Martin Starger, ‘Sophie’s Choice’ and ‘Nashville’ Producer, Dies at 92

Martin Starger, the first president of ABC Entertainment who went on to produce such films as “Sophie’s Choice” and Robert Altman’s “Nashville,” has died. He was 92.

Starger died of natural causes Saturday in his Los Angeles home, his niece, casting director Ilene Starger, announced.

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Starger was born May 8, 1932, in the Bronx, N.Y. He attended the City College of New York, where he received a degree in motion picture techniques. He was drafted into the U.S. Army in 1953 and was assigned to the Signal Corps Motion Picture Location. He served as a motion picture photographer at the U.S. Army’s film production studio. He was sent to U.S. Army Headquarters in Honolulu, Hawaii, and worked there in all phases of motion picture production.  He wrote, directed, photographed and edited documentary and feature films for television, the Department of Defense and newsreels.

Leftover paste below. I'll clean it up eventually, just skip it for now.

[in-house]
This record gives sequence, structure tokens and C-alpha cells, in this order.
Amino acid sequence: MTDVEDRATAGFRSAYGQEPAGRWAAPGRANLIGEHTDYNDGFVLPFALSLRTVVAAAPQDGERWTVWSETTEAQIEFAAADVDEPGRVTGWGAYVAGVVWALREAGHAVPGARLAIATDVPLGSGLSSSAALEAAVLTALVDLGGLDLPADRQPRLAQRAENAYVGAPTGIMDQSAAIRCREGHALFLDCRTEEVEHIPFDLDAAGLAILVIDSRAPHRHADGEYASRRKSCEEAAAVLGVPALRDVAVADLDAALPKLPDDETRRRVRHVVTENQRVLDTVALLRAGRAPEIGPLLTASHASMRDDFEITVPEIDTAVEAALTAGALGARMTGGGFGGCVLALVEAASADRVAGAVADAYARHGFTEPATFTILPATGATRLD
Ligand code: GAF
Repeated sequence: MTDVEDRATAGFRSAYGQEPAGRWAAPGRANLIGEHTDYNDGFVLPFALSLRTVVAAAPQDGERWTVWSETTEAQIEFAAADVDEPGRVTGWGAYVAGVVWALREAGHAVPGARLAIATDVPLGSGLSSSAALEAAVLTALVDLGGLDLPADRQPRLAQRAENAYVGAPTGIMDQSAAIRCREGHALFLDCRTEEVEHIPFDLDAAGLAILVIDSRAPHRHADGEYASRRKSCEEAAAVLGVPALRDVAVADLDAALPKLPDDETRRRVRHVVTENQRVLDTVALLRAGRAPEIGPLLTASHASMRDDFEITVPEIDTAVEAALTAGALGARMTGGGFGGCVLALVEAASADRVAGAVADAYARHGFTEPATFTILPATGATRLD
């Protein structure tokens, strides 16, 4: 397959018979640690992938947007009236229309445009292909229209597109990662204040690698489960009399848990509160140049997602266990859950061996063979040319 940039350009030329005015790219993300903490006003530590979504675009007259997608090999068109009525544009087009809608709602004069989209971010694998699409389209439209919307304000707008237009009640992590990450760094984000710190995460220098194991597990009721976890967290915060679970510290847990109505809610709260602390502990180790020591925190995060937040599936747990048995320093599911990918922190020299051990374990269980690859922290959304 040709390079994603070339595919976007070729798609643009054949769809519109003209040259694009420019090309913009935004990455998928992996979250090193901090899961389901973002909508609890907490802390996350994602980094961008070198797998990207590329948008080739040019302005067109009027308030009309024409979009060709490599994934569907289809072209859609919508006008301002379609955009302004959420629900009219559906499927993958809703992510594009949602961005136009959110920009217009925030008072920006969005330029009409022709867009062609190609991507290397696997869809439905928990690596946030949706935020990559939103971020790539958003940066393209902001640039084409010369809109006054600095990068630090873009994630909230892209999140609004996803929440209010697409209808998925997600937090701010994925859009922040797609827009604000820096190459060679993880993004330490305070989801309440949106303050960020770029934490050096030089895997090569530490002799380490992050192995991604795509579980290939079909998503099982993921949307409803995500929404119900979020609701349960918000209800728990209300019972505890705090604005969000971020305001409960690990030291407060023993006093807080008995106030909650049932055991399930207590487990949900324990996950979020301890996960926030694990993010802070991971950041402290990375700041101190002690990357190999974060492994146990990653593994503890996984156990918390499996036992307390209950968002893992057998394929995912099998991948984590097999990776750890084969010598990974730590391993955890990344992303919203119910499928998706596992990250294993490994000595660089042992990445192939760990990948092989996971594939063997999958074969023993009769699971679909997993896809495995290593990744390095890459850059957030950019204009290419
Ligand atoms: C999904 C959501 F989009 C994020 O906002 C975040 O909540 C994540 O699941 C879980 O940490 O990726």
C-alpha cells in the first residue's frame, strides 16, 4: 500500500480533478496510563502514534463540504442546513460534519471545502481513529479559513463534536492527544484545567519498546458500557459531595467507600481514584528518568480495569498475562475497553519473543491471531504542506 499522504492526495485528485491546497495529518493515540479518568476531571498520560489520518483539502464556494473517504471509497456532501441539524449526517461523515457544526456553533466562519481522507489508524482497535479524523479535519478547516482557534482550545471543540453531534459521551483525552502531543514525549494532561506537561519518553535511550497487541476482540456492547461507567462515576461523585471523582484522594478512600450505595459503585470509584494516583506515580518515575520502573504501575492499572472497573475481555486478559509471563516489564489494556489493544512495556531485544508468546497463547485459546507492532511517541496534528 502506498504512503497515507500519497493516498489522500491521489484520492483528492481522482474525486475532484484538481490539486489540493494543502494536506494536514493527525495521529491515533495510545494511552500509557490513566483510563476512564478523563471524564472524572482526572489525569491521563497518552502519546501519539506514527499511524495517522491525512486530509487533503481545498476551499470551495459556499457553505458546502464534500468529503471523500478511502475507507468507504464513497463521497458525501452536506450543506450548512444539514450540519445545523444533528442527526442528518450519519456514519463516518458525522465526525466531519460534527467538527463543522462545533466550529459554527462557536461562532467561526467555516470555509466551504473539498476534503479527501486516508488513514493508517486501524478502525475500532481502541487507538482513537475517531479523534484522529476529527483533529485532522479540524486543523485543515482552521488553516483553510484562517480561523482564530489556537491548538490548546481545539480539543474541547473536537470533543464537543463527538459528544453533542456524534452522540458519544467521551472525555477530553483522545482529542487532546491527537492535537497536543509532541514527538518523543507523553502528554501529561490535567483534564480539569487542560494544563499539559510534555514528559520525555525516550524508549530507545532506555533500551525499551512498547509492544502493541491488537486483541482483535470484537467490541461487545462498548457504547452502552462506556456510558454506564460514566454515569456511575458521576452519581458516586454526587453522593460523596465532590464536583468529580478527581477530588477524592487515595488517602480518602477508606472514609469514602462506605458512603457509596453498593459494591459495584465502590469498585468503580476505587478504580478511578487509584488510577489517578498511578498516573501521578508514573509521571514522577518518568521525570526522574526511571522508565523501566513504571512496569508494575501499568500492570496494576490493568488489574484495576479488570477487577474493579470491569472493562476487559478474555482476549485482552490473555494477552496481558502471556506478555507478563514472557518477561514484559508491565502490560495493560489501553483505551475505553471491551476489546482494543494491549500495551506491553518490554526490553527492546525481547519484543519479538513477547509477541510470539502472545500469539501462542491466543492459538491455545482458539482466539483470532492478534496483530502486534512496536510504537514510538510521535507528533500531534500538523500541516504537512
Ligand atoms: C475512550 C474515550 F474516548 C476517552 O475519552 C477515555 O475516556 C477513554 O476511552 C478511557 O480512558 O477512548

After his service, Starger spent several years at the ABC television network. He was vice president of programs from 1969 to 1972 and became the first person named as president of ABC Entertainment; he served as president from 1972 to 1975. Throughout his tenure, the network developed its “Movie of the Week” franchise, the miniseries “Roots” and “Rich Man, Poor Man” and series like “Happy Days” and “Marcus Welby, M.D.”

Later, Starger expanded his career into films and theater. While at ABC, he championed Altman’s 1975 film “Nashville,” which he executive produced alongside Jerry Weintraub. This started his producing career and he later founded his own production company, Marstar Productions. He produced or executive produced the TV movies “Friendly Fire,” “Escape From Sobibor,” “All Quiet on the Western Front,” “The Merchant of Venice” and “The Elephant Man.”

Starger’s film credits, as producer or executive producer, include “Movie Movie,” “Mask,” “On Golden Pond,” “The Muppet Movie,” “The Great Muppet Caper,” “Autumn Sonata” and “Sophie’s Choice.” His Broadway credits include “Sly Fox,” “Lend Me a Tenor,” “Starlight Express” and the original production of “Merrily We Roll Along.”

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